Judge grants sex abuse survivor's bid to re-open settlement in civil case against Catholic church

A judge has set aside an 18-year-old settlement in a child sex abuse civil case against the Diocese of London, saying the church failed to disclose key information that would have shaped the victim's settlement.

Judge says church made a 'material misrepresentation' by mishandling police reports about abuse

A judge has set aside a settlement child sexual abuse survivor Irene Deschenes signed with the London Diocese in 2000. (Andrew Lupton/CBC)

In a rare legal decision, a judge has set aside an 18-year-old settlement in a civil lawsuit that child sexual abuse survivor Irene Deschenes signed with the Diocese of London, saying the church failed to disclose key information about previous sexual assault allegations that would have drastically changed the terms of the settlement. 

"I think justice has been served," said Deschenes, 57, at a news conference announcing the decision Thursday. "This might be the first step in a longer road to go down. But it feels good to be successful in my bid to re-open my civil suit."

Deschenes was abused by Father Charles Sylvestre between 1970 and 1973 while she was a young girl and a student at St. Ursula Catholic School and parishioner of the parish in Chatham, Ont. 

Sylvestre pleaded guilty in August 2006 to sexual assaults of 47 victims, all girls under the age of 18. The abuse happened between 1952 and 1986. Sylvestre died in prison in 2007. 

Deschenes started a legal action against the diocese in 1996. At the time, the church argued it had no direct knowledge that Sylvestre was a sexual predator of children, saying the church only became aware of his actions in 1989. 

Based on this information, Deschenes settled with the diocese in 2000 for $100,000. 

3 reports filed to Sarnia police

Then in December 2006, it came to light that in 1962 police in Sarnia, Ont., had taken reports from three 11-year-old girls in the company of their parents. The girls alleged Sylvestre sexually assaulted them. Police took no action but gave copies of the witness statements to the local church, which is part of the London diocese.

The statements were forwarded to a bishop who died a year later. According to information included in Justice David Aston's decision, the police interview summaries were discovered by Bishop Fabbro's executive assistant in December 2000, just months after Sylvestre was sentenced. They had "been misfiled with old accounting records." The reports were then sent to all lawyers representing Sylvestre's victims.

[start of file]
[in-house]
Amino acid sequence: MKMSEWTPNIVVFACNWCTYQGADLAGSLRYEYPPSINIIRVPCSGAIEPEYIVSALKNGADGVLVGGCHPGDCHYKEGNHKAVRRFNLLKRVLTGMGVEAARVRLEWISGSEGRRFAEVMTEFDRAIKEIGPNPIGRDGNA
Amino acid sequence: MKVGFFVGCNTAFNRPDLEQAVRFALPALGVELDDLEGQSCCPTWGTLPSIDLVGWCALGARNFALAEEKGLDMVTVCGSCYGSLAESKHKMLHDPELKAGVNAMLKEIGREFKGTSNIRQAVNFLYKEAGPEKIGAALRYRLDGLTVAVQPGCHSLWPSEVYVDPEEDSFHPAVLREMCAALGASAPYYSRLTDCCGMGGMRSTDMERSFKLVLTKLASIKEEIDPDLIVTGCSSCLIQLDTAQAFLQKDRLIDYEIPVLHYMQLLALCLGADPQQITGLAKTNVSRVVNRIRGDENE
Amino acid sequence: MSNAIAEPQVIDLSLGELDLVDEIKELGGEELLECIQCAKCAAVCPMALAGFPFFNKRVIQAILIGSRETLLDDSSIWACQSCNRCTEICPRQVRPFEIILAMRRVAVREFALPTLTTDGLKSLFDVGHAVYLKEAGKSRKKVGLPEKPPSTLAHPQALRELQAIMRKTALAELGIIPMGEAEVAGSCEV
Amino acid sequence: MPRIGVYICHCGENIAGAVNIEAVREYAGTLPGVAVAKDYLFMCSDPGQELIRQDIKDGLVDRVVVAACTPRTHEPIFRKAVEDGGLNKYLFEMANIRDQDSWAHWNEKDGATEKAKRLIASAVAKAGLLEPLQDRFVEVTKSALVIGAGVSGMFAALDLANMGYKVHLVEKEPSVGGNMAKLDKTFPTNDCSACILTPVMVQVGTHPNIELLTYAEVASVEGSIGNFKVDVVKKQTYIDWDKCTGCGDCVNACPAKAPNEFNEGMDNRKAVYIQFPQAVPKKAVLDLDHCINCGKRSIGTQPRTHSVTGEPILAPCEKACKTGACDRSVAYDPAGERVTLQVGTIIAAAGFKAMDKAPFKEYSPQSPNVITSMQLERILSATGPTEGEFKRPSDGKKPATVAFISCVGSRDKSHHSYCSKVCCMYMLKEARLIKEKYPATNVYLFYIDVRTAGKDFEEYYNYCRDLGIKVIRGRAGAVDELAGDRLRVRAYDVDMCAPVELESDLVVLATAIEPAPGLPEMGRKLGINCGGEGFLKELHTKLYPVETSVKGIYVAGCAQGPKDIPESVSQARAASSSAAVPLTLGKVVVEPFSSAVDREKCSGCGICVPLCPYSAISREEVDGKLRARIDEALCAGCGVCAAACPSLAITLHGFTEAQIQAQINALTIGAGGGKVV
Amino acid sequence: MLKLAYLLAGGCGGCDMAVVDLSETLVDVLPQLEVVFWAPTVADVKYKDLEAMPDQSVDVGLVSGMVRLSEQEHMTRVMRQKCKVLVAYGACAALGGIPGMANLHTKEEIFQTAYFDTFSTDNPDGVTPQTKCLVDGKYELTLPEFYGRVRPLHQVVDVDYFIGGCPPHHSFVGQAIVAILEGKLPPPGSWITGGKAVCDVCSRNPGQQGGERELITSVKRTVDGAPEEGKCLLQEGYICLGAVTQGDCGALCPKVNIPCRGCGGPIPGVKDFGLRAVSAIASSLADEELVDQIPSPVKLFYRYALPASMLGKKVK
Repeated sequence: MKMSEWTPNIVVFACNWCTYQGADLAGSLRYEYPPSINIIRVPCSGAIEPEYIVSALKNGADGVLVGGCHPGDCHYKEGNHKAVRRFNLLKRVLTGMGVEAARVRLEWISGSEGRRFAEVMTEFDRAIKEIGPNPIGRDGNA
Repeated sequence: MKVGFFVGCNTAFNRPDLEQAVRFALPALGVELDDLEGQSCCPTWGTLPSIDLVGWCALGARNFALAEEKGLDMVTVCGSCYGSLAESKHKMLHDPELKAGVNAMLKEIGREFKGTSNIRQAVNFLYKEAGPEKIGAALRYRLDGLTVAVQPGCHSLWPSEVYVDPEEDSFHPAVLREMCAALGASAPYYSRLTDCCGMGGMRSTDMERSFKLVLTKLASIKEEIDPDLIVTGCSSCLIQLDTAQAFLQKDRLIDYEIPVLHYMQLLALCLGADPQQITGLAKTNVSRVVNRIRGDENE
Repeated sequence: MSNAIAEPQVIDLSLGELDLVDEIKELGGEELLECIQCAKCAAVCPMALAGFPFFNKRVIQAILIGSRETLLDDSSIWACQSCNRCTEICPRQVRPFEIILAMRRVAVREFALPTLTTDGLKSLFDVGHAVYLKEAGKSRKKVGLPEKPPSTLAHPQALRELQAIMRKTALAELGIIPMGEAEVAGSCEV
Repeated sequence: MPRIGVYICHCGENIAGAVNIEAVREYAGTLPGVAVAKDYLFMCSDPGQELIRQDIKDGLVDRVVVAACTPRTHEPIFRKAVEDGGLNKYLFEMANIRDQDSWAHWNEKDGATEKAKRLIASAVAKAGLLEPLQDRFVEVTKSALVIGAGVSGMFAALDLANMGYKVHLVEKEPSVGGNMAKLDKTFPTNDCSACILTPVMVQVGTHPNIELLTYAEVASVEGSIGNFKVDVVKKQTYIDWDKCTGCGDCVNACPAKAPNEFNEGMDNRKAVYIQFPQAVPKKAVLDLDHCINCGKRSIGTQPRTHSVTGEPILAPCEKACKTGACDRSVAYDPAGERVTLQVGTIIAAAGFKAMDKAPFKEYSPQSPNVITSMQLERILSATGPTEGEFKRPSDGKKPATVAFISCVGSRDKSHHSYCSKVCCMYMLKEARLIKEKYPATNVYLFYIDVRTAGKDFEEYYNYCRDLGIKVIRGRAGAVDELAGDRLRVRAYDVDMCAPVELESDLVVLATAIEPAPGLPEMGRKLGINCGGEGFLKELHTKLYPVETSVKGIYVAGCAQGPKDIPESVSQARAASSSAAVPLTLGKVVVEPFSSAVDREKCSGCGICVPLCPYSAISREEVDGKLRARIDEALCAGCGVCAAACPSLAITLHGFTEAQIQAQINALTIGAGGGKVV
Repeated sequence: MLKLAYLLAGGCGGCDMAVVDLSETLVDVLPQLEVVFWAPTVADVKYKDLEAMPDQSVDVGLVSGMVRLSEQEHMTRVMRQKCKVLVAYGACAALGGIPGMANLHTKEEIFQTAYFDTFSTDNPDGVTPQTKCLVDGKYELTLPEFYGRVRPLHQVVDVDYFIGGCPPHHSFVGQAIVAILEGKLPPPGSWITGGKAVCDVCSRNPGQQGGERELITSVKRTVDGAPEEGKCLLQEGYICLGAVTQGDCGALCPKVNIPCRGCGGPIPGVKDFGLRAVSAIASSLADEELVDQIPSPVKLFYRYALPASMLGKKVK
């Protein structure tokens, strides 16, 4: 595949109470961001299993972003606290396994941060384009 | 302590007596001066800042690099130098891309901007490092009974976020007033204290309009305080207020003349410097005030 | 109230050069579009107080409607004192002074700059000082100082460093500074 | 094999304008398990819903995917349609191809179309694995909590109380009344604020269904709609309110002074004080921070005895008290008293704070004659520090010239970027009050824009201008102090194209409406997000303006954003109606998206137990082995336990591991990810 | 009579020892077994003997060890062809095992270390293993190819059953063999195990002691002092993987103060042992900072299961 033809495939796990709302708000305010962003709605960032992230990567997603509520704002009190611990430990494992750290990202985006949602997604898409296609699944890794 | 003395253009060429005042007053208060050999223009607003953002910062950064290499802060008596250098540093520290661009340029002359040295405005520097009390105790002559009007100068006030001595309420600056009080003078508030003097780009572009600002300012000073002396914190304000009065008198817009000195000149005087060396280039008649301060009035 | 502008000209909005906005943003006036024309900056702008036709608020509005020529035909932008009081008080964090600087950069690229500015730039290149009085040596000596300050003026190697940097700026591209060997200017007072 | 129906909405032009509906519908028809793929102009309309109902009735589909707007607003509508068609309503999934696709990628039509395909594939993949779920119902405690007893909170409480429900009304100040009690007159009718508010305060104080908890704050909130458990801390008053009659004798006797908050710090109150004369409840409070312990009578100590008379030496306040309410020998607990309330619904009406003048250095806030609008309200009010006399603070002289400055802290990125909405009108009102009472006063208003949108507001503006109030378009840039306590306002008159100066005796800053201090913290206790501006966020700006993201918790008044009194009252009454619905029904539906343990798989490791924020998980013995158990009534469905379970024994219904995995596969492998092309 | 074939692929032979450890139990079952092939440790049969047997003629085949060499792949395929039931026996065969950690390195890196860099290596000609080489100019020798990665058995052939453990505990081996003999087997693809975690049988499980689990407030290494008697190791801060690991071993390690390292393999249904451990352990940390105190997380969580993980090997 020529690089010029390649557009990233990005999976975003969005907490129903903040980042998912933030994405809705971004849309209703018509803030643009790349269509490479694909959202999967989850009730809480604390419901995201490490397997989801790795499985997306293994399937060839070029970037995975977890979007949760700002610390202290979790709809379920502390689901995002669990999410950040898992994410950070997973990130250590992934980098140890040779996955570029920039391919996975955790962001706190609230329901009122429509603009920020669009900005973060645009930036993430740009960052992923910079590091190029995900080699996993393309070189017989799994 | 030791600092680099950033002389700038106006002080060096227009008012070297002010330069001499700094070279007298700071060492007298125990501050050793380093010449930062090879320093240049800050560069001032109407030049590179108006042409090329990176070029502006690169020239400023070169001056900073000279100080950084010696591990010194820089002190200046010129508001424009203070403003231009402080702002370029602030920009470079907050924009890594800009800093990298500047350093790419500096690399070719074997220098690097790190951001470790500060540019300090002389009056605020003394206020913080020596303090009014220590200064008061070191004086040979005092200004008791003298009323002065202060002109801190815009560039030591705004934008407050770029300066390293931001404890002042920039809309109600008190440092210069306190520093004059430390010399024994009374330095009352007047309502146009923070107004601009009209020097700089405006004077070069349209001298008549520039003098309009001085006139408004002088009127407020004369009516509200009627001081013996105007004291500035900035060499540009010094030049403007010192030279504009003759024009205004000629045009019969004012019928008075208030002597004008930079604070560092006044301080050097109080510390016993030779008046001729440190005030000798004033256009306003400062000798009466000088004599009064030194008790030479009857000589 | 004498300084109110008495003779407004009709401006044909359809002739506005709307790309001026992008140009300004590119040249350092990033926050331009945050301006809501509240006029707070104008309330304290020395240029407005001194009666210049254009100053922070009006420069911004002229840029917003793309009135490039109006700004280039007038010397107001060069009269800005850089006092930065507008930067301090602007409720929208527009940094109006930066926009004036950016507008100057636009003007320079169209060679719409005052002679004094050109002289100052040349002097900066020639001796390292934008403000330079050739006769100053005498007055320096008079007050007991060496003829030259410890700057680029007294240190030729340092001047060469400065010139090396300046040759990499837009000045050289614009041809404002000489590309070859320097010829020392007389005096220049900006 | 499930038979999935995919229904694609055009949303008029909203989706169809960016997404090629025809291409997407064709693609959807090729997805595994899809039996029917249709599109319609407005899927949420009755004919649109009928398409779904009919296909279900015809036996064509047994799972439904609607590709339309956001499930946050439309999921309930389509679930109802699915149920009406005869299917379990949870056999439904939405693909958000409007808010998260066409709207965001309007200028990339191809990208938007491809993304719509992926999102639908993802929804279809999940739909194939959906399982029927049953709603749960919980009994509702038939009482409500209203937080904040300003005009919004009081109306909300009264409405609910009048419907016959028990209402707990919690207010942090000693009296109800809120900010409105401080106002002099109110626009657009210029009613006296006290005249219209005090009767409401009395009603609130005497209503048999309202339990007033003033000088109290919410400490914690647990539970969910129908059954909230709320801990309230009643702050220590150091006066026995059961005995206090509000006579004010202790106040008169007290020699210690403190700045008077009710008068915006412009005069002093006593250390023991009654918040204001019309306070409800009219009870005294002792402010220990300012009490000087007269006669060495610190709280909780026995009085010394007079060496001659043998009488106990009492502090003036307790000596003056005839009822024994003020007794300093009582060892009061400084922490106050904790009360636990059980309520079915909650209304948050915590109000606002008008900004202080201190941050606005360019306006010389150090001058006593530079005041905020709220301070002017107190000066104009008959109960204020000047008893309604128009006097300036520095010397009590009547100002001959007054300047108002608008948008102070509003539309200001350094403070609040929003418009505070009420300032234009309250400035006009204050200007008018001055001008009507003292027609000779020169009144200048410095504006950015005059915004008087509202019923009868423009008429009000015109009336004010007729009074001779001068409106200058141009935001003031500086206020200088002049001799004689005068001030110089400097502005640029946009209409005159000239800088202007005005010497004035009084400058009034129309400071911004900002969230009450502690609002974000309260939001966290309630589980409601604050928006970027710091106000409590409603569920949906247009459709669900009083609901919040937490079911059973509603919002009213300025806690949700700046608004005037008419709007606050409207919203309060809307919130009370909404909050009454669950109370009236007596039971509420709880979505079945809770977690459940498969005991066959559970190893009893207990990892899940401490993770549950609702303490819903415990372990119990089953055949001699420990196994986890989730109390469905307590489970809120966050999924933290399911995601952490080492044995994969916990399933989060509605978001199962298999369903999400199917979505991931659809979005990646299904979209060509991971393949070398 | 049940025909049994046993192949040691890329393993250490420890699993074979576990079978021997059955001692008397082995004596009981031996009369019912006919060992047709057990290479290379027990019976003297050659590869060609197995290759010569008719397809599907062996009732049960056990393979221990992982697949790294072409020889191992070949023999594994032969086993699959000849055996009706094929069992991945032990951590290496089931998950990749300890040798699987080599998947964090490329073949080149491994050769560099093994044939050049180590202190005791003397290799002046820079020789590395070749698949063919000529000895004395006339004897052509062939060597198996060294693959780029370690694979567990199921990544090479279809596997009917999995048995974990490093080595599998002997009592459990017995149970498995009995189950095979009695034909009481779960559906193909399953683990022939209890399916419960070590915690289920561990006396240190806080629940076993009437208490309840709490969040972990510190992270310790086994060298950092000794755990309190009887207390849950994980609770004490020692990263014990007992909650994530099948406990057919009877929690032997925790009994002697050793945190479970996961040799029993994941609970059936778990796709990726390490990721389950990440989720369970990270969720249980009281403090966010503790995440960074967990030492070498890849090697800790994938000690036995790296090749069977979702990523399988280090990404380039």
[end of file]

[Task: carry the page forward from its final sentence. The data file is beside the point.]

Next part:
In his six-page decision, Justice Aston said the church's failure to disclose those police reports "was a material misrepresentation and it was relied upon by the plaintiff in her decision to settle as she did."

"The plaintiff would not have settled as she did in the fall of 2000 if they had known about the 1962 police reports," the judge's statement says.

Justice Aston also wrote that setting aside a settlement isn't a decision the court takes lightly and only happens when "there is a compelling reason."

At a news conference on Thursday, Deschenes said that by mishandling the police reports, the Catholic church failed to protect her and other children from Sylvestre. 

"If the church had done what they were legally bound to do, Sylvestre would have been stopped from creating more victims," she said.

Deschenes said the church has repeatedly failed to put the rights of victims first when faced with charges of sexual abuse. 

"It's never about the victims," she said. "Or about how they feel, what happened to them or what's needed to help them heal."

Another trial now possible

Deschenes's lawyer Loretta Merritt said the diocese now has 15 days to file an appeal of Justice Aston's decision to set aside the 2000 settlement. 

If the diocese doesn't appeal, Deschenes intends to start a new civil action to pursue new damages. 

The diocese may offer a settlement. If that doesn't happen, Merritt estimates a new trial could take between two and four years to reach a conclusion. 

Contacted by CBC News Thursday, London Archdiocese spokesperson Nelson Couto​ would not say how the church plans to respond to the judge's decision.

"We don't comment on a case that's active before the courts," he said. 

You can read the judge's decision below:

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Andrew Lupton is a B.C.-born journalist, father of two and a north London resident with a passion for politics, photography and baseball.